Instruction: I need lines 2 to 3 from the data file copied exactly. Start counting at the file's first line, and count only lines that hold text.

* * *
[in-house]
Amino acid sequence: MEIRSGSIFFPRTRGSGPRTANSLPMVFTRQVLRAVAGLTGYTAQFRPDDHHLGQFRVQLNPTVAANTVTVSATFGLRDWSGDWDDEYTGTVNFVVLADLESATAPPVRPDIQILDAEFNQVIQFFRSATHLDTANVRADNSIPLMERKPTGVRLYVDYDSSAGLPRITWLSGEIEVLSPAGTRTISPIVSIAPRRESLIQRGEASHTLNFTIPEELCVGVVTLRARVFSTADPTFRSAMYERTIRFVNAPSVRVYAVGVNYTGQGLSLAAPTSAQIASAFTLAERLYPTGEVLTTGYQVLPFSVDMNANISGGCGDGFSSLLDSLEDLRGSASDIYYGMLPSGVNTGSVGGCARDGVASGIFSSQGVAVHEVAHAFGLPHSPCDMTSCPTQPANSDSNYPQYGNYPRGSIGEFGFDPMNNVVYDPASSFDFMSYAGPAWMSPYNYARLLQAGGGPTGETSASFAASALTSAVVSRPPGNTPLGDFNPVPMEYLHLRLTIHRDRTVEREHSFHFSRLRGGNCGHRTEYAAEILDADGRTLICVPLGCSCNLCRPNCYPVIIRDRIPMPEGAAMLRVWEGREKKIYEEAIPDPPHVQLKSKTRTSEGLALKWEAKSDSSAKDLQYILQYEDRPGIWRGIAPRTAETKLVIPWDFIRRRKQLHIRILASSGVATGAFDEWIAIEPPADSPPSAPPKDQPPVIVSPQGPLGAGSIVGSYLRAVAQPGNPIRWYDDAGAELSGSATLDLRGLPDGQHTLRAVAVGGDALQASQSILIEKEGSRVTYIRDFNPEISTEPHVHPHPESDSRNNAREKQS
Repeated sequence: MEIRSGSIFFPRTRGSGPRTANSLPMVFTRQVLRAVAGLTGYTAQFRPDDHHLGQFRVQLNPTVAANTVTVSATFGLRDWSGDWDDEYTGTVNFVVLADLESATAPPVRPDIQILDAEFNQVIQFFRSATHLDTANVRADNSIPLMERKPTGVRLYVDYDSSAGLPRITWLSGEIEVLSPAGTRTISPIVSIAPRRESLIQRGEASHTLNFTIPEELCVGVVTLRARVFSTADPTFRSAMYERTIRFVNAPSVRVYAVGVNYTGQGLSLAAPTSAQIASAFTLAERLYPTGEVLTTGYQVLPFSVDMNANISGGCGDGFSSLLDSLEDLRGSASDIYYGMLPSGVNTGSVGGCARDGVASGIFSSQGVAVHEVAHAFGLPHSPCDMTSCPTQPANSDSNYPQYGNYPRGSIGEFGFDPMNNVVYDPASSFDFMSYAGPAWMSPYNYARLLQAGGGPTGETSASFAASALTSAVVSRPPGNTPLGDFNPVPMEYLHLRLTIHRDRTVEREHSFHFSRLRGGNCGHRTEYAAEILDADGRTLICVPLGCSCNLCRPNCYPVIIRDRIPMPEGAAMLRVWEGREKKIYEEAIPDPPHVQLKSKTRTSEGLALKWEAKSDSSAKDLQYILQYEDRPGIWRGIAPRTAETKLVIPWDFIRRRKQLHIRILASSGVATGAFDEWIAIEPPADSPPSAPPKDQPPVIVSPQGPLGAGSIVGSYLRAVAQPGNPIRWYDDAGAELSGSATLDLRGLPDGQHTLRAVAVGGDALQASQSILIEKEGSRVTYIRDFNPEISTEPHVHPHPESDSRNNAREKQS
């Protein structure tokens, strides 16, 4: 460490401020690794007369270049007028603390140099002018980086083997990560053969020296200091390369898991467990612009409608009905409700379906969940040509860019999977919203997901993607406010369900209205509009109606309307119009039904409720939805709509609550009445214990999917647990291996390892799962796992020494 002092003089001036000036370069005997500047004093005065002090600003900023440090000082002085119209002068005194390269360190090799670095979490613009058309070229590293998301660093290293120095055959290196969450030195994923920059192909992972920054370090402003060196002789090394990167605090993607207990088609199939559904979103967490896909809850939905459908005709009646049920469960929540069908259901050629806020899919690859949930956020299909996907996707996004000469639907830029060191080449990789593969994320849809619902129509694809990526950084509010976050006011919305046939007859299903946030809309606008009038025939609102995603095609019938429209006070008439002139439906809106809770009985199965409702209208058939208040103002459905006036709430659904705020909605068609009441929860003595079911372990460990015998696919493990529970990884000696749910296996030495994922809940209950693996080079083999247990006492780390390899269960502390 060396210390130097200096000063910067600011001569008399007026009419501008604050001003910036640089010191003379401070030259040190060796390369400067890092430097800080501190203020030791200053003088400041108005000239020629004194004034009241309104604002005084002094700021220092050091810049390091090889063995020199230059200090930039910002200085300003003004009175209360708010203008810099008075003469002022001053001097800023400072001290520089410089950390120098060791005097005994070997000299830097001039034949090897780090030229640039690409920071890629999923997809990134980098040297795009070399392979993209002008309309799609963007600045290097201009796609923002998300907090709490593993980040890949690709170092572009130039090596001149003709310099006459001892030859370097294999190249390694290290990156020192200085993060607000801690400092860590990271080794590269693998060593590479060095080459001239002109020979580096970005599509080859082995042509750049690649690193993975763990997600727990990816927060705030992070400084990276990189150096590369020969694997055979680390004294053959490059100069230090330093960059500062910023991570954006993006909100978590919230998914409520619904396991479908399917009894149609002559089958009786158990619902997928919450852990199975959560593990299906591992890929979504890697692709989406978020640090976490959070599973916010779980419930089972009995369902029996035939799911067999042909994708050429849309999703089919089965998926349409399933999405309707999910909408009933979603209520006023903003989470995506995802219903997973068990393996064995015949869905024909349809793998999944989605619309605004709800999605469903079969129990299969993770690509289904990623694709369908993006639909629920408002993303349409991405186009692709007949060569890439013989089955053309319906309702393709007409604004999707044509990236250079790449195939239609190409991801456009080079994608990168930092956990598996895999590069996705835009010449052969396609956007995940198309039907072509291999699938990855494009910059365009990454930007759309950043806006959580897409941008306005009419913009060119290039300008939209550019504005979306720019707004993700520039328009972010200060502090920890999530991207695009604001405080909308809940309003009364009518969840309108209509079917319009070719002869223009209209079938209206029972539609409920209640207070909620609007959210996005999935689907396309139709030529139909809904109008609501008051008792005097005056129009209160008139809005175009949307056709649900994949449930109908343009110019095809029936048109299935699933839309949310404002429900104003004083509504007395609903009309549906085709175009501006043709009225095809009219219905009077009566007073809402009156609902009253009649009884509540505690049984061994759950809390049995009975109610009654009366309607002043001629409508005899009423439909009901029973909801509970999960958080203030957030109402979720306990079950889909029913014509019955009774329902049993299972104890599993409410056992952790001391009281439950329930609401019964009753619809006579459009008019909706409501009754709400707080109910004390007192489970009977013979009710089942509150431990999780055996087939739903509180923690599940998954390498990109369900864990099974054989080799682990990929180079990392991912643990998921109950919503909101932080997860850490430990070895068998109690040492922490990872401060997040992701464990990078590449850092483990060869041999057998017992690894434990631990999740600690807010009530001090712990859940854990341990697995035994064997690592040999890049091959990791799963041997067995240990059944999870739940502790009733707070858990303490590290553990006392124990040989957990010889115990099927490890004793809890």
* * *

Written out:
Amino acid sequence: MEIRSGSIFFPRTRGSGPRTANSLPMVFTRQVLRAVAGLTGYTAQFRPDDHHLGQFRVQLNPTVAANTVTVSATFGLRDWSGDWDDEYTGTVNFVVLADLESATAPPVRPDIQILDAEFNQVIQFFRSATHLDTANVRADNSIPLMERKPTGVRLYVDYDSSAGLPRITWLSGEIEVLSPAGTRTISPIVSIAPRRESLIQRGEASHTLNFTIPEELCVGVVTLRARVFSTADPTFRSAMYERTIRFVNAPSVRVYAVGVNYTGQGLSLAAPTSAQIASAFTLAERLYPTGEVLTTGYQVLPFSVDMNANISGGCGDGFSSLLDSLEDLRGSASDIYYGMLPSGVNTGSVGGCARDGVASGIFSSQGVAVHEVAHAFGLPHSPCDMTSCPTQPANSDSNYPQYGNYPRGSIGEFGFDPMNNVVYDPASSFDFMSYAGPAWMSPYNYARLLQAGGGPTGETSASFAASALTSAVVSRPPGNTPLGDFNPVPMEYLHLRLTIHRDRTVEREHSFHFSRLRGGNCGHRTEYAAEILDADGRTLICVPLGCSCNLCRPNCYPVIIRDRIPMPEGAAMLRVWEGREKKIYEEAIPDPPHVQLKSKTRTSEGLALKWEAKSDSSAKDLQYILQYEDRPGIWRGIAPRTAETKLVIPWDFIRRRKQLHIRILASSGVATGAFDEWIAIEPPADSPPSAPPKDQPPVIVSPQGPLGAGSIVGSYLRAVAQPGNPIRWYDDAGAELSGSATLDLRGLPDGQHTLRAVAVGGDALQASQSILIEKEGSRVTYIRDFNPEISTEPHVHPHPESDSRNNAREKQS
Repeated sequence: MEIRSGSIFFPRTRGSGPRTANSLPMVFTRQVLRAVAGLTGYTAQFRPDDHHLGQFRVQLNPTVAANTVTVSATFGLRDWSGDWDDEYTGTVNFVVLADLESATAPPVRPDIQILDAEFNQVIQFFRSATHLDTANVRADNSIPLMERKPTGVRLYVDYDSSAGLPRITWLSGEIEVLSPAGTRTISPIVSIAPRRESLIQRGEASHTLNFTIPEELCVGVVTLRARVFSTADPTFRSAMYERTIRFVNAPSVRVYAVGVNYTGQGLSLAAPTSAQIASAFTLAERLYPTGEVLTTGYQVLPFSVDMNANISGGCGDGFSSLLDSLEDLRGSASDIYYGMLPSGVNTGSVGGCARDGVASGIFSSQGVAVHEVAHAFGLPHSPCDMTSCPTQPANSDSNYPQYGNYPRGSIGEFGFDPMNNVVYDPASSFDFMSYAGPAWMSPYNYARLLQAGGGPTGETSASFAASALTSAVVSRPPGNTPLGDFNPVPMEYLHLRLTIHRDRTVEREHSFHFSRLRGGNCGHRTEYAAEILDADGRTLICVPLGCSCNLCRPNCYPVIIRDRIPMPEGAAMLRVWEGREKKIYEEAIPDPPHVQLKSKTRTSEGLALKWEAKSDSSAKDLQYILQYEDRPGIWRGIAPRTAETKLVIPWDFIRRRKQLHIRILASSGVATGAFDEWIAIEPPADSPPSAPPKDQPPVIVSPQGPLGAGSIVGSYLRAVAQPGNPIRWYDDAGAELSGSATLDLRGLPDGQHTLRAVAVGGDALQASQSILIEKEGSRVTYIRDFNPEISTEPHVHPHPESDSRNNAREKQS